Can Jesus be a model for leadership?

I don’t have an answer. When I was trying to effect change in a school I read something in a book on change that said that if you behave like Jesus you are likely to be crucified. The book was right. My attempts to put the children and their education first were met with anger and hostility. Leadership of change is painful and it costs.

So maybe we need to be more aware of what we are electing our MPs for. Is it to make our individual lives easier in the short term or should it be for the benefit of all of society including those who don’t have a voice? For this to happen there would need to be a radical shift from the society where the needs of the individual are paramount. Starting with a society where we love our God with all our heart and all our mind and all our strength and love our neighbours as ourselves perhaps. But that was suggested twenty centuries ago and the person who said it hung on a cross to die.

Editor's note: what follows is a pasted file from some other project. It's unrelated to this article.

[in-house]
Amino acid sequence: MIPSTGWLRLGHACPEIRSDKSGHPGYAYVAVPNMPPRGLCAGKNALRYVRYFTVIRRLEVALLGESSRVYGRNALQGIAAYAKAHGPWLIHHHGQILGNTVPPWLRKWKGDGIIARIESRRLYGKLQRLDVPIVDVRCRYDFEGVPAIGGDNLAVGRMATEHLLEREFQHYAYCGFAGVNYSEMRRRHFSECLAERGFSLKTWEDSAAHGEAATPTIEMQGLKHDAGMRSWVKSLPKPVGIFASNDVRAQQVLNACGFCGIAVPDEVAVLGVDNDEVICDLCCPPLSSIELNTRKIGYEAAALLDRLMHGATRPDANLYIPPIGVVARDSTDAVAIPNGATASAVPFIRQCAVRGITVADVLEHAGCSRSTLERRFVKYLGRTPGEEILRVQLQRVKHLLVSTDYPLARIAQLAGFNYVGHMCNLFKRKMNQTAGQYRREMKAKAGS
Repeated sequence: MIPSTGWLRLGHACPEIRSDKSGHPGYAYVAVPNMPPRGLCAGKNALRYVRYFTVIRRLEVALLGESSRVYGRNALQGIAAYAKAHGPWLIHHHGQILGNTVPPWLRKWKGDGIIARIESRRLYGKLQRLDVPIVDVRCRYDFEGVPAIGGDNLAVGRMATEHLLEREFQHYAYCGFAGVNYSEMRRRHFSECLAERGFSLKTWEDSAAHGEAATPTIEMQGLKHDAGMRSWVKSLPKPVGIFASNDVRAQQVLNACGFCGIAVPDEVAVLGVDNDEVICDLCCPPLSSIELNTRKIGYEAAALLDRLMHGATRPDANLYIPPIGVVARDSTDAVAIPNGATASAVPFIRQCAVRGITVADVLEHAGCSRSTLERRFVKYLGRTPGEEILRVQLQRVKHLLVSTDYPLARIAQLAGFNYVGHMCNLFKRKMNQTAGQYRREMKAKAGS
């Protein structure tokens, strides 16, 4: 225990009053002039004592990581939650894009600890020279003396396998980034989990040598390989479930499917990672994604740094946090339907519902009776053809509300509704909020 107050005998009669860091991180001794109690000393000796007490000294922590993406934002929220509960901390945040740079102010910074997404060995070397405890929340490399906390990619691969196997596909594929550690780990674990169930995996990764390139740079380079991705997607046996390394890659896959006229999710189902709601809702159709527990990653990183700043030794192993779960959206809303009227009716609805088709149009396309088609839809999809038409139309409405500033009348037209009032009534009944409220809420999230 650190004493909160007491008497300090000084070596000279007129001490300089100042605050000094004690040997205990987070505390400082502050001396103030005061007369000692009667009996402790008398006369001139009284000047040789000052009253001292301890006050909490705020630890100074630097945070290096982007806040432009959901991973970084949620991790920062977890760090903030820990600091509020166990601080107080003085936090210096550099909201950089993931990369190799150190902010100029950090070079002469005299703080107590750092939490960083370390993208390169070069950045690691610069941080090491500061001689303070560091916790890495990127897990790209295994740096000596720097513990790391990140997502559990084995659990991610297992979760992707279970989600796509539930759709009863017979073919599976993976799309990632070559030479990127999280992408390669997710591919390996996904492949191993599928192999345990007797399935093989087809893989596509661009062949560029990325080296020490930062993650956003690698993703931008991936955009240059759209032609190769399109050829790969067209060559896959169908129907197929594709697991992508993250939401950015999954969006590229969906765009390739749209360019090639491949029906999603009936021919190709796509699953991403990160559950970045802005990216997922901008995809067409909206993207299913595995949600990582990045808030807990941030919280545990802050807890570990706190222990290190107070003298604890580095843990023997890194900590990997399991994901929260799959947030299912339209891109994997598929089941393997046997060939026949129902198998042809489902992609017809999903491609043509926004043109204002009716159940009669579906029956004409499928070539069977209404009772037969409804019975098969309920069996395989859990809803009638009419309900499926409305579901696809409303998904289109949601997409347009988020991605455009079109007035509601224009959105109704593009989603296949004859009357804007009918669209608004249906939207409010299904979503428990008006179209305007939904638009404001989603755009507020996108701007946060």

We get the leadership we deserve. We can only change ourselves. Maybe that is the lesson to learn.

Jesus’ death on the cross was not the end. The resurrection changed that, there is hope, but that hope is in the form of people making decisions on how to live their lives and how they will be in society. Jesus doesn’t elect our leaders, we do and maybe we should take a long hard look at ourselves and what motivates us before putting our mark on the ballot paper.